I met architectural historian Yat Ming Loo last week and we discussed how writing can be a form of architecture, re-shaping the identities of places. I want to try using the cards as a way of exploring and narrating place/making a collective biography. I am reading Locus Solus, by Raymond Roussel, which he wrote using a strategy of formal constraints: “I chose two similar words. For example billiards and pilliards (looter). Then I added to it words similar but taken in two different directions, and I obtained two almost identical sentences thus. The two sentences found, it was a question of writing a tale which can start with the first and finish by the second…”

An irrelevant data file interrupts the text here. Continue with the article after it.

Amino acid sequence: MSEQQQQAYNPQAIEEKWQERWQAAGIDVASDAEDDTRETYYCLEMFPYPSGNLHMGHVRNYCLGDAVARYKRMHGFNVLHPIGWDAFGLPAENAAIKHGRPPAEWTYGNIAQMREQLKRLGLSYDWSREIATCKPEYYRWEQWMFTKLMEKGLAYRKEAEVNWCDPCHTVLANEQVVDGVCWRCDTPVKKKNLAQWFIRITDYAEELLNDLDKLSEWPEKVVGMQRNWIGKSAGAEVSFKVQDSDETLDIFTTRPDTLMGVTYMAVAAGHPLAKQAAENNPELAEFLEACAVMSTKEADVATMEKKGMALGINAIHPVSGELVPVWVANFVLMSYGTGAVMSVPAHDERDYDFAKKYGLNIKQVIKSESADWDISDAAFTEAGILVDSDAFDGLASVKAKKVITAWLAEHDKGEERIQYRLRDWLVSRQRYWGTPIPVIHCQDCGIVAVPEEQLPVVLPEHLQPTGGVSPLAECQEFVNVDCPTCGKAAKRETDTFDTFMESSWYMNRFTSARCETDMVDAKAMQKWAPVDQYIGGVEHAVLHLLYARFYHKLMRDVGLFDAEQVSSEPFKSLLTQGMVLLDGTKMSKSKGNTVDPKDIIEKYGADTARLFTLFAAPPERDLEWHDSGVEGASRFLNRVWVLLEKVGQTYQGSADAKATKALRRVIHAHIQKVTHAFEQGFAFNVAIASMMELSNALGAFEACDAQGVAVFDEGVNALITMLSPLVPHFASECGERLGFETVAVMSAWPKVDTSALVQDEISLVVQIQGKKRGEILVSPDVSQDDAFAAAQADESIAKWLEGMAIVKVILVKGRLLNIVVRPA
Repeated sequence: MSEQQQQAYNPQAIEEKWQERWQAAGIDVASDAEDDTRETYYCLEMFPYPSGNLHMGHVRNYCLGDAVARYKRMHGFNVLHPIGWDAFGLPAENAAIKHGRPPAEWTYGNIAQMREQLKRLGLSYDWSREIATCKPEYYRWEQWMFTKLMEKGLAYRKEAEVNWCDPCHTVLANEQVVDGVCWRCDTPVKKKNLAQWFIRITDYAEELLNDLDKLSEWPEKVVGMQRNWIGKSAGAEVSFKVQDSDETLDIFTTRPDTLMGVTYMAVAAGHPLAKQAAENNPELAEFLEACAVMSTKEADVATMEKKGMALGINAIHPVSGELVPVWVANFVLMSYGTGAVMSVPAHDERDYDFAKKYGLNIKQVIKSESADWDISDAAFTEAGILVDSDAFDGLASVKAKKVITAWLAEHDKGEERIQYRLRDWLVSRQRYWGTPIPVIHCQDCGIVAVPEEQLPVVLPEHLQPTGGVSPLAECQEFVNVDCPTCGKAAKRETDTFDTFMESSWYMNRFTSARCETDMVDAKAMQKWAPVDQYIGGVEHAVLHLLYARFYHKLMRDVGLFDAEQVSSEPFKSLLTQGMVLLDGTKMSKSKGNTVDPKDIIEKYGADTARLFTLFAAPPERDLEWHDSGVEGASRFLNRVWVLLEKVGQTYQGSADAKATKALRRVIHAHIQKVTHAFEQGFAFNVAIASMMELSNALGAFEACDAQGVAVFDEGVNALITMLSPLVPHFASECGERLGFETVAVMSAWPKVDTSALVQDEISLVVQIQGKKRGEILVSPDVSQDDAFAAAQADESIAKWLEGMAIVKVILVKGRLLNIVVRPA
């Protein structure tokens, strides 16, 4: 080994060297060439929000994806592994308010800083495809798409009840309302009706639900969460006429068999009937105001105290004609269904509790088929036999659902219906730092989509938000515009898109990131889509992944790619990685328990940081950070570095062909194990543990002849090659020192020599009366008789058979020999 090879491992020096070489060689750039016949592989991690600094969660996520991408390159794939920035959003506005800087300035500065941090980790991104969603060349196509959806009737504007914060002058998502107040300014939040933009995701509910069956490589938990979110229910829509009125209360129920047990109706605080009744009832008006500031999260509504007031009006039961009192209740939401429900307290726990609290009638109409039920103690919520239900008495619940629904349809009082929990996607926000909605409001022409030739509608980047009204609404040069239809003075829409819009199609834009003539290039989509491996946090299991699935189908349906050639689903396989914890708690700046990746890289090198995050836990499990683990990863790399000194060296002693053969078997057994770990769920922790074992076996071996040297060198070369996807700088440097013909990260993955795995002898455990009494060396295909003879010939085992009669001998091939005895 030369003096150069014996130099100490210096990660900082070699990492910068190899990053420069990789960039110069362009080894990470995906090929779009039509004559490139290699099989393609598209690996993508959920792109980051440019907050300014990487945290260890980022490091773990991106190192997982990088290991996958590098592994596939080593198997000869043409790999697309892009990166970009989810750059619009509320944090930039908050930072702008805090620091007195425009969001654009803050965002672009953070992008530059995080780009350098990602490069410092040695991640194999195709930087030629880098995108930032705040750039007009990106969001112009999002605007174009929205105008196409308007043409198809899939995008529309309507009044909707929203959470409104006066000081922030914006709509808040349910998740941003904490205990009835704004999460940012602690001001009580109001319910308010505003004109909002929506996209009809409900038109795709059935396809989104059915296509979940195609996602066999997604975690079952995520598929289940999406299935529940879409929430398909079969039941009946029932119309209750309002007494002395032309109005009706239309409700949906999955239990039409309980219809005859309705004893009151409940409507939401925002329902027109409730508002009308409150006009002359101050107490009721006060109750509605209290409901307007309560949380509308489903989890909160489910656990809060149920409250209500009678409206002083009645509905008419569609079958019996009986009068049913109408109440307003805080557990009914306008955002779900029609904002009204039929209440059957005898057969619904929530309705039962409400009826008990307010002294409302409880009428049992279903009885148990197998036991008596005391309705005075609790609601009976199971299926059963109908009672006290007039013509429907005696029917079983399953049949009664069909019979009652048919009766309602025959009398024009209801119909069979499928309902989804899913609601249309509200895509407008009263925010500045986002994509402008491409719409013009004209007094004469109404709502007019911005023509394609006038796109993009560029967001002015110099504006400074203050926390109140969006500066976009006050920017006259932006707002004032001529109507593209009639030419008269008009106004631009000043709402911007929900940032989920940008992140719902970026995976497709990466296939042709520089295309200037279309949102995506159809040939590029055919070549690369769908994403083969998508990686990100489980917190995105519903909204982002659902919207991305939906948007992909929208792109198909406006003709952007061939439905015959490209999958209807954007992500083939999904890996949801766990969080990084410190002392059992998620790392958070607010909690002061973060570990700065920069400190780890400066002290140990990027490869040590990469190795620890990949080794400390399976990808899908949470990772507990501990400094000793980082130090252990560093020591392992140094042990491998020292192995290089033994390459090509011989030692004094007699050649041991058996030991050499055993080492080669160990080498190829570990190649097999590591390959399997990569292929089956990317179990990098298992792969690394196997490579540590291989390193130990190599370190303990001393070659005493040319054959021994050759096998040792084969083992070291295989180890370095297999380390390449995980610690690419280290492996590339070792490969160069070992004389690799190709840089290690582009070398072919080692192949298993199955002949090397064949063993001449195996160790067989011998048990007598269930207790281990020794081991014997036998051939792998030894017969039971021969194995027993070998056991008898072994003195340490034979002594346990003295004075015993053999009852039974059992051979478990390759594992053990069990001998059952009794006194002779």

Interestingly, Carlo Scarpa, in his design of the Brion Cemetery at San Vito d’Altivole makes reference to Locus Solus. I am wondering how the creation of a set of ‘rules’ for making writing or narratives about place could influence the creation of a set of rules for design, and vice versa.

Whilst investigating the Calvino book I also came across some information on Pataphysics:  “Pataphysics means “beyond metaphysics”; It is the science of imaginary solutions that studies the exceptions rather than laws and aspires to provide imaginary solutions to practical problems.” Perhaps in the act of fictionalising place, solutions for practical problems could be found.


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Miracle Trees and Myths

I’ve just got back from Nottingham, where I met artist John Newling for a conversation about my PhD work.